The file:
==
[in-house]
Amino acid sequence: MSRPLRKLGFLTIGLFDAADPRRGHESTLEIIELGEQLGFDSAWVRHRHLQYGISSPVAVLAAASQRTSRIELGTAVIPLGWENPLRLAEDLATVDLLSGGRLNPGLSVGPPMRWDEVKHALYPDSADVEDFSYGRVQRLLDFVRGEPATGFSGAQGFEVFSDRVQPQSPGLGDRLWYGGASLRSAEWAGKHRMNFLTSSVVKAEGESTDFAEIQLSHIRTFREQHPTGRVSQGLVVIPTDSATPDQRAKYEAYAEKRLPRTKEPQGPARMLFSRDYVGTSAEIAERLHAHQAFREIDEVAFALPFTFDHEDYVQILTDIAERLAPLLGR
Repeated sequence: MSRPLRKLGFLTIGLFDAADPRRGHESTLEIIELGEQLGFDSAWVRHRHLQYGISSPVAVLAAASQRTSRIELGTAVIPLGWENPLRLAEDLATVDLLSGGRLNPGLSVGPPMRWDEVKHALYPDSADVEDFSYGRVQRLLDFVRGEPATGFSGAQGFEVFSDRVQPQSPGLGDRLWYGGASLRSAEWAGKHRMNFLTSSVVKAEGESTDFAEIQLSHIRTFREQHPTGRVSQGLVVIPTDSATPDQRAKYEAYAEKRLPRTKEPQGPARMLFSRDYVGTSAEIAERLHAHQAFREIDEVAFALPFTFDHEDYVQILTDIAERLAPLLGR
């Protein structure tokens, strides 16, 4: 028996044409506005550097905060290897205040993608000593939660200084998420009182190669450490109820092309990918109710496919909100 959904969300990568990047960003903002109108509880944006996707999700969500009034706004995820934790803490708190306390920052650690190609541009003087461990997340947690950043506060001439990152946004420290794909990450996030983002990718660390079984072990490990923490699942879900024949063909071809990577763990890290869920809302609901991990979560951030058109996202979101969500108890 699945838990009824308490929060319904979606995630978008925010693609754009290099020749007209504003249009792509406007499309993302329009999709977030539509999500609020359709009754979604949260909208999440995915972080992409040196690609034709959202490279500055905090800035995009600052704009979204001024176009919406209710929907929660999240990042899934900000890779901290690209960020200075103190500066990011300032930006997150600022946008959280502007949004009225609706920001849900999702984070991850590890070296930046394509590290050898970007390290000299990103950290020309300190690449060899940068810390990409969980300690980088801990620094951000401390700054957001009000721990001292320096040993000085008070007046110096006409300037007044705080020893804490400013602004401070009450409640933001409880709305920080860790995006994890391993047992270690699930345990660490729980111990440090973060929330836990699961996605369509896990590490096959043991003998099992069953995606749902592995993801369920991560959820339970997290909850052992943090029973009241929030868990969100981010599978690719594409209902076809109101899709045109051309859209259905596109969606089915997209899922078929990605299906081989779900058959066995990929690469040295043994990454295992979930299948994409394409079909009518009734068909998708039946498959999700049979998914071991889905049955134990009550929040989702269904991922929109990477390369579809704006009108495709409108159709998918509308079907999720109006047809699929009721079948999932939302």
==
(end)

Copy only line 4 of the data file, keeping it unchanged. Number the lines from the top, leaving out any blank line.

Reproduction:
């Protein structure tokens, strides 16, 4: 028996044409506005550097905060290897205040993608000593939660200084998420009182190669450490109820092309990918109710496919909100 959904969300990568990047960003903002109108509880944006996707999700969500009034706004995820934790803490708190306390920052650690190609541009003087461990997340947690950043506060001439990152946004420290794909990450996030983002990718660390079984072990490990923490699942879900024949063909071809990577763990890290869920809302609901991990979560951030058109996202979101969500108890 699945838990009824308490929060319904979606995630978008925010693609754009290099020749007209504003249009792509406007499309993302329009999709977030539509999500609020359709009754979604949260909208999440995915972080992409040196690609034709959202490279500055905090800035995009600052704009979204001024176009919406209710929907929660999240990042899934900000890779901290690209960020200075103190500066990011300032930006997150600022946008959280502007949004009225609706920001849900999702984070991850590890070296930046394509590290050898970007390290000299990103950290020309300190690449060899940068810390990409969980300690980088801990620094951000401390700054957001009000721990001292320096040993000085008070007046110096006409300037007044705080020893804490400013602004401070009450409640933001409880709305920080860790995006994890391993047992270690699930345990660490729980111990440090973060929330836990699961996605369509896990590490096959043991003998099992069953995606749902592995993801369920991560959820339970997290909850052992943090029973009241929030868990969100981010599978690719594409209902076809109101899709045109051309859209259905596109969606089915997209899922078929990605299906081989779900058959066995990929690469040295043994990454295992979930299948994409394409079909009518009734068909998708039946498959999700049979998914071991889905049955134990009550929040989702269904991922929109990477390369579809704006009108495709409108159709998918509308079907999720109006047809699929009721079948999932939302």